The taxi is half way out of downtown Huatulco when I realize that I have not taken the room key from C.C. And thus began the adventure of trying to explain to the driver that I would like him to turn around and return to the restaurant where I have left my husband watching the Canada vs Sweden world junior hockey game.
With each attempt to explain, my gestures grow more wild, my eyes wider and his confusion more profound. He pulls over to the side of the road. He turns and looks at me. “Non comprehende” he says, throwing both hands up and raising his shoulders in the universal sign of, “I don’t get it but I think you may be a crazy woman!”
I point to the keys in the ignition. “Mon Esposo. Kabana Restaurante. Keys.” And I point at the ignition keys again. Turn my hand left to right as if turning a key in a lock. “Porto no ouvret.”
I have no idea what the word in Spanish is for door or for open but I’m hoping somehow, blending French and English and German, the three languages I do speak, will get my point across.
And I am laughing and he is looking more and more worried. Definitely a crazy woman.
Finally, I give up. I throw up my hands as he did and say, “Is okay. Villas Fa-Sol por favor.” I shall just have to get Jordan at Fa-Sol to open my door for me and leave it unlocked until we return after dinner that evening.
And I point one more time to his keys and he says, Clave! And I say, Si! Clave! I hope that is the word for keys and then I add as I point back towards the town. Mon Esposo. Kabana Restaurante.
And he smiles. Big. He turns the car around and we return to the square by the church and he stops in front of the restaurant where C.C. is sitting with his back to us, intently watching the action on the TV in front of him. I call out to him and he brings me the keys. I show them to the driver and he smiles and nods his head and says, “Si. Si. Clava .” I feel his sigh of relief. Not a crazy woman.
I too am relieved. Maybe he will drive me to Villas Fa-Sol and not foist me on another driver as I suspect he might have been attempting to do when we were stopped by another cab and he had been yelling out to the other driver.
I wonder what the words in Spanish are for “Help me! I have crazy-woman in the back seat!”
Eventually, I arrive back at Fa-Sol. I swim and rest in a lounger in the sitting pool and watch the sunset and feel the velvety darkness of the night wrap itself around me. I return to our room high above and sit on the deck, feet resting on one of the white columns of the balcony and savour my alone time until it is time to shower and get ready to meet our hosts, Guillermo and Rosio and our friends Ursula and Andrew. Guillermo and Rosio are taking us out for dinner in Santa Cruz. We are picking C.C. up on our way.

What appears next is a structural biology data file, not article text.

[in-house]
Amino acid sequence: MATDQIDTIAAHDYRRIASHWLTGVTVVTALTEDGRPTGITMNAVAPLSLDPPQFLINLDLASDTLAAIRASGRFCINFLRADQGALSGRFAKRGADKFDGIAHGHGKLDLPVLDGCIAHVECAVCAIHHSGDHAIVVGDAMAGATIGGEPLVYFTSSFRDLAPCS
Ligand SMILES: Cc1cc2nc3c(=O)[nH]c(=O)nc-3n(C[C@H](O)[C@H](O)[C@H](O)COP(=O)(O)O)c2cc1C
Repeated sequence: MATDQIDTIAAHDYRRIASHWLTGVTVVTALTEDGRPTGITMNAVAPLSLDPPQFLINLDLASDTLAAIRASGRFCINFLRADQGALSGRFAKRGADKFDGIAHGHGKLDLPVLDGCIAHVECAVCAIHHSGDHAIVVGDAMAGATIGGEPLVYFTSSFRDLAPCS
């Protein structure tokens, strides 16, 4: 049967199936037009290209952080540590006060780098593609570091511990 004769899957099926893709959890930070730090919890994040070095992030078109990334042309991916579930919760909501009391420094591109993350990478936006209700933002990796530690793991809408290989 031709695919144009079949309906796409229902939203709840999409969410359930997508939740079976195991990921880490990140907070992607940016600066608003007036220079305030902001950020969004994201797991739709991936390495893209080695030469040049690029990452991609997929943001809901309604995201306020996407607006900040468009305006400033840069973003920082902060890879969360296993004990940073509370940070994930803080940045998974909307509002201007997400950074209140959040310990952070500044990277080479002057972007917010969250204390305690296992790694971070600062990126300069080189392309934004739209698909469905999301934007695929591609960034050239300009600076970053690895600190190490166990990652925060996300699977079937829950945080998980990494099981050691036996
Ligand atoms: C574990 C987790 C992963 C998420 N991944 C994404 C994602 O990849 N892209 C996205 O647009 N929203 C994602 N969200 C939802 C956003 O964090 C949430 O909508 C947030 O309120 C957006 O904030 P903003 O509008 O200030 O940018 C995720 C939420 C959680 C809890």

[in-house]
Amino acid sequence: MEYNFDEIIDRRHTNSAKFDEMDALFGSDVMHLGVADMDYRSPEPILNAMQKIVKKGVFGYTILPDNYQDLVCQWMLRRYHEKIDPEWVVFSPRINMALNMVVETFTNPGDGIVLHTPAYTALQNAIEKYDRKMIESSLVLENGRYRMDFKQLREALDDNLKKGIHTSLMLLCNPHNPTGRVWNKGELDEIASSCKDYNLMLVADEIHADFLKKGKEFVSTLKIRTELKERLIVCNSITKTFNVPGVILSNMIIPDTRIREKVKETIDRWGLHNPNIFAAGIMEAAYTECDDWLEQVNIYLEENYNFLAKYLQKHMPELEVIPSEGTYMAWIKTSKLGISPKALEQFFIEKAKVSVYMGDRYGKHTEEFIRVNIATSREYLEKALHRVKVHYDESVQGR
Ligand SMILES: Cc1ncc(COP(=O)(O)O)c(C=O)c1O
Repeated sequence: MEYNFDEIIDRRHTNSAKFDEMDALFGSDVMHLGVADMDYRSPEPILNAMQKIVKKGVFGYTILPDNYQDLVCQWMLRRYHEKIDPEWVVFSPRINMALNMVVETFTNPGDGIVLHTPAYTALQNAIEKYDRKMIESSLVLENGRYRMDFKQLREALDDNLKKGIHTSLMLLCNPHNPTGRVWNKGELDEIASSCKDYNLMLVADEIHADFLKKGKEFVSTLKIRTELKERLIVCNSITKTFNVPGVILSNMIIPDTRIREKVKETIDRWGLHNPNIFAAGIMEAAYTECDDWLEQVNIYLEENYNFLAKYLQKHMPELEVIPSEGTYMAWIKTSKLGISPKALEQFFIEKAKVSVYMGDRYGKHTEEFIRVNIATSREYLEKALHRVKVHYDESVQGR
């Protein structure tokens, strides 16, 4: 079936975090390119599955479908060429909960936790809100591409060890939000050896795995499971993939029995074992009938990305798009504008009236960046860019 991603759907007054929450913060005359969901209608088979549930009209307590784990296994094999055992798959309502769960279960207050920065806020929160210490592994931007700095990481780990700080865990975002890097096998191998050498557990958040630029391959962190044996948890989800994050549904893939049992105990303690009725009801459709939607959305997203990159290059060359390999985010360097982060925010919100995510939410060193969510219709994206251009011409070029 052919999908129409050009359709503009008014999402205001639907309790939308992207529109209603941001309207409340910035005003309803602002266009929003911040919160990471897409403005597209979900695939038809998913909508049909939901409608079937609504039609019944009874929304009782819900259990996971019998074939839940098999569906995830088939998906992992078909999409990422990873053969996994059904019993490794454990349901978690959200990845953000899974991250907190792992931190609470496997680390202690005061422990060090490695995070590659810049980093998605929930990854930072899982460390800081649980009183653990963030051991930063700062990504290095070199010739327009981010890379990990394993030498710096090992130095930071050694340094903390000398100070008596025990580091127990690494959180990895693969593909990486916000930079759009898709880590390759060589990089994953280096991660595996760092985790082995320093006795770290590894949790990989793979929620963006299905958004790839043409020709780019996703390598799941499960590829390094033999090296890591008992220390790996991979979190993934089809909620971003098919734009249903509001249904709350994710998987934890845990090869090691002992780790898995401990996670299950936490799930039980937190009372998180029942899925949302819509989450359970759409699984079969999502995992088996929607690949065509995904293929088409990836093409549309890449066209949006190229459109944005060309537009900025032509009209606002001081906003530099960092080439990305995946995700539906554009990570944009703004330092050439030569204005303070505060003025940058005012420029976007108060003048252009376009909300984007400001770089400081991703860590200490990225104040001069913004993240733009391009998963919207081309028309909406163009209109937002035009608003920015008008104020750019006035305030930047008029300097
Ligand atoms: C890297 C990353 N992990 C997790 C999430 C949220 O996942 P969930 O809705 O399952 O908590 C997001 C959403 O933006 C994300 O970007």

It has been many years since I was in a country where I did not speak the language. Usually, between German, French and English I can find a path to understanding. Though once, at a tiny port in Greece, waiting for a ferry to one of the islands, it did take me over half an hour to order a cup of tea. Who knew ‘tea not coffee’ did not make sense in other cultures? After being offered a Coca Cola, Fanta, and several other drinks I had no idea how to pronounce, the tiny woman dressed in black behind the counter said, while drawing out the long pronounciation of the ‘i’ at the end of the word, “Tzi!” And I smiled in relief as she plopped a tea bag into a cup and poured hot water over it
Not knowing the language makes for interesting conversation, and definitely makes food choices and driving instructions more challenging. Yet, no matter the language, there is one universal sign that everyone understands and connects us all.
In this land where Spanish is spoken at rapid-fire speed and where traffic signs are meant as suggestions only and drivers seem to know only one speed, FAST, the smile is still the fastest way to make a connection.
It may not get you to where you are going, but along the way, you will always feel the warm and welcoming desire of the people to make you feel at home, like they understand you, even when they think you just might be a crazy-woman!
And after a meal shared on the terrace with old and new friends, after good conversation and laughter, no matter what language I speak, gratitude is the universal language of the heart.
In gratitude, I press my hands together, palms facing in prayer, thumbs against my heart and bow my head and say, Gracias.